AI as a Game Changer
More recently, games have started using deeper AI to generate “endless” worlds and more unpredictable levels. Great graphics are difficult and expensive to make, and in this sense game content has really been in what Togelius describes as a “pre-industrial revolution phase”, but progress is happening in using AI to create more believable game worlds and features. Togelius names Spelunky as one of the first successful games that uses AI technology to rearrange levels each time it’s played.
The game No Man’s Sky, which received a lot of attention when it was released in 2014, uses a “procedural generation” algorithm to produce an entire universe with a seemingly infinite number of unique virtual planets, right down to the plant and animal life that can actually evolve over time in the game. The effort is a historical feat in the gaming world, and unexpected endless world and randomly generated levels is what people really seem to want, says Julian.
“Here is where modern AI really could make a difference, with algorithms that create game worlds as you go along…it’s already being done but people are using pretty using simple algorithms for it, whereas things like evolutional computation in particular but also machine learning…could have a lot to do in creating content,” he says.
Unsurprisingly, the research is starting to move fast in these areas, and Julian believes there’s a real opportunity to use these types of AI algorithms in creating the next generation of ‘smart’ games.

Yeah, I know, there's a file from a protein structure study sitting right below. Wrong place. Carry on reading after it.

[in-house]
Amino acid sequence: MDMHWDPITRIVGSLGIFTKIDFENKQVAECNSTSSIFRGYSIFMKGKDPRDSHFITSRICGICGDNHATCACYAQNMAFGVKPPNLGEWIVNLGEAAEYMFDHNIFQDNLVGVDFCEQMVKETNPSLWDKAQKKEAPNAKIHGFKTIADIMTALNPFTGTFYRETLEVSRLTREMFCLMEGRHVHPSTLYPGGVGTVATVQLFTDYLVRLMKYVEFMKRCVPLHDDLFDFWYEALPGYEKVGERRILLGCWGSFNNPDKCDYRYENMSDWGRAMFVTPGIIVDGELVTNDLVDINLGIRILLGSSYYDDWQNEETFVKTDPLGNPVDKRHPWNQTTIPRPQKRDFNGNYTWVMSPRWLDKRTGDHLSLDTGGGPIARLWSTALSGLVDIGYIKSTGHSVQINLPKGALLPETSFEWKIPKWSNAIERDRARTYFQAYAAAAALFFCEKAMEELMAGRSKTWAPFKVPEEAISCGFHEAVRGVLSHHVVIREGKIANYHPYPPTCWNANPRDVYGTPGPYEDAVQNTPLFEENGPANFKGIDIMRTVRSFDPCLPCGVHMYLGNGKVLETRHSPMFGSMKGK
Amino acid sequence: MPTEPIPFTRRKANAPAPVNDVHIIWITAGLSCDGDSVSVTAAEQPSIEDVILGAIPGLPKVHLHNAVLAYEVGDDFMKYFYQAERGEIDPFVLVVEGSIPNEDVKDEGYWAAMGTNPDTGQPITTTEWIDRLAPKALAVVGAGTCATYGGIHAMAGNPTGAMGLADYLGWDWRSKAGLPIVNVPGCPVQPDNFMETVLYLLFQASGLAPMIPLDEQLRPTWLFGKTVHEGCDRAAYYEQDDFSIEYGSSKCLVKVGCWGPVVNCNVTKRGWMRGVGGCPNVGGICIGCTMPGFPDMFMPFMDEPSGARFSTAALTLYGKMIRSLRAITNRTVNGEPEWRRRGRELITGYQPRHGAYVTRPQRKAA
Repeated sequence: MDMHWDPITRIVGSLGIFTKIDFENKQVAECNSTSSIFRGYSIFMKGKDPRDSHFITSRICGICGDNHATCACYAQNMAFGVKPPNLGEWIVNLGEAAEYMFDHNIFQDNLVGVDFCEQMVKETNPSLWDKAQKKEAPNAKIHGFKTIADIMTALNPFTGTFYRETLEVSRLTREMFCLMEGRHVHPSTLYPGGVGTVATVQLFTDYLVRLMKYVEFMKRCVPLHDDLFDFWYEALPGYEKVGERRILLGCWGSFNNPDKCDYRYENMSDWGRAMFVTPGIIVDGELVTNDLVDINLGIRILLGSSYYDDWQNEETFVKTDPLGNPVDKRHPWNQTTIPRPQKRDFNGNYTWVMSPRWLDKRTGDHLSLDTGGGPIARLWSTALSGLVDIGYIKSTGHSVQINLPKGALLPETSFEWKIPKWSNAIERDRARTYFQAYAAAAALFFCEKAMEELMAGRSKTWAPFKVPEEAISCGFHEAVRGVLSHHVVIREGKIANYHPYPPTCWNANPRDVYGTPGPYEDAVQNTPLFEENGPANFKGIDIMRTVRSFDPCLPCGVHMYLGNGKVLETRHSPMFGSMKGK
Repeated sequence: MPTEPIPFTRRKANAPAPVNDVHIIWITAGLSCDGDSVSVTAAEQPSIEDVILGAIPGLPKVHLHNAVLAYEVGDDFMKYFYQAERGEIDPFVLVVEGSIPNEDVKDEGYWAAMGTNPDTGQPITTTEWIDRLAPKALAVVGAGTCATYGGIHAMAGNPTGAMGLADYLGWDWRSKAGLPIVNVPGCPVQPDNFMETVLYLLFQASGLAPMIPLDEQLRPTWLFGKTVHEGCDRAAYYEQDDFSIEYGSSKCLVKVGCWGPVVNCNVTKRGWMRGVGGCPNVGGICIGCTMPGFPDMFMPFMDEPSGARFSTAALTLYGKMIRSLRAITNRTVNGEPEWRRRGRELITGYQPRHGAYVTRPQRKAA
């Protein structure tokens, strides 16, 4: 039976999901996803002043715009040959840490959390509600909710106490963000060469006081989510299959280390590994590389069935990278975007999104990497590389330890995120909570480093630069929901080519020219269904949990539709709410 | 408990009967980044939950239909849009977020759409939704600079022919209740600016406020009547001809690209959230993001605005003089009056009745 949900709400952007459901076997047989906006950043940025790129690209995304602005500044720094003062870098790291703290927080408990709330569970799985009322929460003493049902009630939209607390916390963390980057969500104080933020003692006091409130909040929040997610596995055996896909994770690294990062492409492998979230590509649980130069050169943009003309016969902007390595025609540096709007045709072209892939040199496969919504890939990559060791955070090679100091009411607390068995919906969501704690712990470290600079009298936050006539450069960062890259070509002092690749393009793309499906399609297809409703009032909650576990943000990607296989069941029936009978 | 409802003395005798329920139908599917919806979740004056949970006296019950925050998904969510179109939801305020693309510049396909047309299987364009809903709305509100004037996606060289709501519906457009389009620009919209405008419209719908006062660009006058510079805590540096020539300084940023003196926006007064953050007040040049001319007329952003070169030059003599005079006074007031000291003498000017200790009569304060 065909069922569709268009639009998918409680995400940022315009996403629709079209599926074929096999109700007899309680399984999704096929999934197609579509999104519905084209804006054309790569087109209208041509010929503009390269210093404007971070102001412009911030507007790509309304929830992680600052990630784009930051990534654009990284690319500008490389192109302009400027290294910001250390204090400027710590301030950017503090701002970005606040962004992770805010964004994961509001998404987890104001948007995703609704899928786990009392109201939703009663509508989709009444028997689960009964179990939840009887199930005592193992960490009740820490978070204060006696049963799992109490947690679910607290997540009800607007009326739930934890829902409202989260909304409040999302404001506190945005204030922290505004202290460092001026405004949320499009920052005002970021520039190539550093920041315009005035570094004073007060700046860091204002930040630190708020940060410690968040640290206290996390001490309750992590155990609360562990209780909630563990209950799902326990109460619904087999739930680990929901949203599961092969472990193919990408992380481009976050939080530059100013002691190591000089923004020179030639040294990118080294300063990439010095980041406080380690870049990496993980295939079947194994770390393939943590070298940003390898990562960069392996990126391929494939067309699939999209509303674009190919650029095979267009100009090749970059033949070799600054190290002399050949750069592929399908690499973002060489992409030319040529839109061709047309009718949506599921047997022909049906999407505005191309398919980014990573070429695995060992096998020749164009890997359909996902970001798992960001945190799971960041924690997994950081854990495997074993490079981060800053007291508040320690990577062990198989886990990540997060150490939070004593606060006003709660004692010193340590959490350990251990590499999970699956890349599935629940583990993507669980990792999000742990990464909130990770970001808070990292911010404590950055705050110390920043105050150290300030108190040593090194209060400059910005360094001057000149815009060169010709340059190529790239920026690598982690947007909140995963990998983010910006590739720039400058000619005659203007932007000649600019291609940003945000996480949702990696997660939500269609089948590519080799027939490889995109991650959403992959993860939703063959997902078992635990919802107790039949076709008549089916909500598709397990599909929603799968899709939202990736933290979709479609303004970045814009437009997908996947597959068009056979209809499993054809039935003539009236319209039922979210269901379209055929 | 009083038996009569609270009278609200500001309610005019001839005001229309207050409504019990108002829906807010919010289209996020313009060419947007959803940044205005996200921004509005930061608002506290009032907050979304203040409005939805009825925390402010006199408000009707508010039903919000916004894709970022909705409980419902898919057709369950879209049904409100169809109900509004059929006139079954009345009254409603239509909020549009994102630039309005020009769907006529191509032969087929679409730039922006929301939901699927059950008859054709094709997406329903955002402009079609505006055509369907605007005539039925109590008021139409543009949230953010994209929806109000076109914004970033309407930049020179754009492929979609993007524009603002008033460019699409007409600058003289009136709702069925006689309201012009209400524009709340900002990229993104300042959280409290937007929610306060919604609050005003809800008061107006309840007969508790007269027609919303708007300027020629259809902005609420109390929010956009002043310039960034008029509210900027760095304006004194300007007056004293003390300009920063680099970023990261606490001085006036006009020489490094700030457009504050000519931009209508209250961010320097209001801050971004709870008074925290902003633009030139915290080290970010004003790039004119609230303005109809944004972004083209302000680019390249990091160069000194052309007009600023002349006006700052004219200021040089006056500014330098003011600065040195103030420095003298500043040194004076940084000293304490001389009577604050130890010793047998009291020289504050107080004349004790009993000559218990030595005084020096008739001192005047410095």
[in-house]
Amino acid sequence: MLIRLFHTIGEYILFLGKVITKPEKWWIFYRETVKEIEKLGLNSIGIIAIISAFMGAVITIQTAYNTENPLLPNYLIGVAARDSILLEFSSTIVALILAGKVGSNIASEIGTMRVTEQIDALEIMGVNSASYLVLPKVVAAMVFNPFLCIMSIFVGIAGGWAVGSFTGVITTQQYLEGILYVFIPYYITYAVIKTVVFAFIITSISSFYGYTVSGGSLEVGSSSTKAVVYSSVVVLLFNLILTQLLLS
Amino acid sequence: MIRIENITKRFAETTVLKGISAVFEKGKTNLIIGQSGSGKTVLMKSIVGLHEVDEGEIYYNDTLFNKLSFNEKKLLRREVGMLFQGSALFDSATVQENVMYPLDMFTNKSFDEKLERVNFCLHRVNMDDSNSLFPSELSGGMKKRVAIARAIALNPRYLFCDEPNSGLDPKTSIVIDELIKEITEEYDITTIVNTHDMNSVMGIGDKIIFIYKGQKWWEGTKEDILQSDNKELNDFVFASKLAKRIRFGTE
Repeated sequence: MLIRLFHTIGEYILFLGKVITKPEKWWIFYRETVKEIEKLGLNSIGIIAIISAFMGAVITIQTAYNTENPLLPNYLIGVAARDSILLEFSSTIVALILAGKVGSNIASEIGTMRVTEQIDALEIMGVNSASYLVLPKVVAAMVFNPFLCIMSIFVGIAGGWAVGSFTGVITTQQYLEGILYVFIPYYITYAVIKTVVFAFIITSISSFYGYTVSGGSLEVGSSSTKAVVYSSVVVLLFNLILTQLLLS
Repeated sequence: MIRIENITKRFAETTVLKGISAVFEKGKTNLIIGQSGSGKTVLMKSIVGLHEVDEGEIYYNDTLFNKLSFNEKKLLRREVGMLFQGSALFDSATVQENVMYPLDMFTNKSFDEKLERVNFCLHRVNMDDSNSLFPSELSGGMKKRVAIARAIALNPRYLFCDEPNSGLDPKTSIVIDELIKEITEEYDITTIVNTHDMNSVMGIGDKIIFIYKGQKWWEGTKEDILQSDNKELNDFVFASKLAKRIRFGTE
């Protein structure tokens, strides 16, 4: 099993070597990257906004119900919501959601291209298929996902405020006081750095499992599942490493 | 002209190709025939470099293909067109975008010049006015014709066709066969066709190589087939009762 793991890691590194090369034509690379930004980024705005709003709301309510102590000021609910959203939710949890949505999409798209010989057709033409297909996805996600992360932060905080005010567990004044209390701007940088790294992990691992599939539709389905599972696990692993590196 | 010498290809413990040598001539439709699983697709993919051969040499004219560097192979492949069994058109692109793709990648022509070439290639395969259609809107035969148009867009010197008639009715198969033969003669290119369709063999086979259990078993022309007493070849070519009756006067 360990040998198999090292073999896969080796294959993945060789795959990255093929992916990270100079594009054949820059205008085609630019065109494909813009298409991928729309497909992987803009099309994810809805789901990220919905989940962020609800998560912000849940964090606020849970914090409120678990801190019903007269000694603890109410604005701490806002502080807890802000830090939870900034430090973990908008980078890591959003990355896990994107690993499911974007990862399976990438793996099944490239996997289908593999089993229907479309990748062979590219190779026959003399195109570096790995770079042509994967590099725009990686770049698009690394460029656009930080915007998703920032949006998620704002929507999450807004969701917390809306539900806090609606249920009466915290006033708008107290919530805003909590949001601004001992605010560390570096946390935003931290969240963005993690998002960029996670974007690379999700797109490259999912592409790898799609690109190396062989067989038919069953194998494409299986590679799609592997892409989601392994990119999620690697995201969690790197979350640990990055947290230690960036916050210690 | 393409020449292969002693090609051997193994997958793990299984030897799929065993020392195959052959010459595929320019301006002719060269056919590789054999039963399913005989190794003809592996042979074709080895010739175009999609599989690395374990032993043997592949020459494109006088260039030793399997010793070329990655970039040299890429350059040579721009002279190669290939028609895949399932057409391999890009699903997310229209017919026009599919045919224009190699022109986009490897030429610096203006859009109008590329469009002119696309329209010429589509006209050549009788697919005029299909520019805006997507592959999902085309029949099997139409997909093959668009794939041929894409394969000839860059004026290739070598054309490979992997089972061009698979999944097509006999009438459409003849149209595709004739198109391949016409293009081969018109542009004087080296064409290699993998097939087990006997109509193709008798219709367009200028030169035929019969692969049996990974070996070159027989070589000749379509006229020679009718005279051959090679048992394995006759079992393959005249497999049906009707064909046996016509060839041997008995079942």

Can Playing Games Make an AI More Intelligent?
There may be another advantage to using more complex AI algorithms in games, and that goes towards producing more adaptable, intelligent AI.
“Some methods of developing AI such as particularly evolutional computation and genetic algorithms, they are all dependent on testing, coming up with something testing it against the real world…by putting it into a game, you can speed it up to 1,000 times in real time, test parallel versus non-parallel, this is much faster and cheaper” says Togelius.
Togelius sees this process as a valid and very effective way to further robotics research, by testing multiple algorithms over and over in a real-world simulated game context. As we discuss this topic, the question of how to define intelligence crops up. Julian offers one definition, which he says was shared with him by Shane Legg, a former colleague and also a co-founder of Deep Mind: “Performance on all possible tasks weighted by the inverse complexity of tasks.” In simpler terms, one way to consider intelligence is how well you would do on all possible tasks, with more weight placed on simple tasks. Of course, no one can actually measure such a phenomenon, but there are ways to approximate performance, and versions of measuring intelligence in this way are already used in the smart gaming world.
In the annual General Video Game AI (GVG-AI) competition, participants submit and test single agents to play games that they haven’t previously encountered. The winning agent is the one that plays best on all of the unseen games.
“This is a much more fair test of general intelligence than playing one particular game or doing one particular task, because if you do one particular task you can optimize your AI to do one particular thing…in the end we need to generate hundreds of these games automatically to test AI,” says Togelius.
While some often preach to kids about how playing too many games will turn their minds to mush, it could be that testing and building AI capabilities through gaming turns out to be a valid method for building a more adaptive, more general, and more intelligent AI.
Editor’s note: Dr. Togelius makes reference in the interview to AI being close to beating the game of Go, but not yet having achieved a win against a human player; this interview was recorded prior to DeepMind’s defeat of Champion Go Player Lee Se-dol.
Image credit: Julian Togelius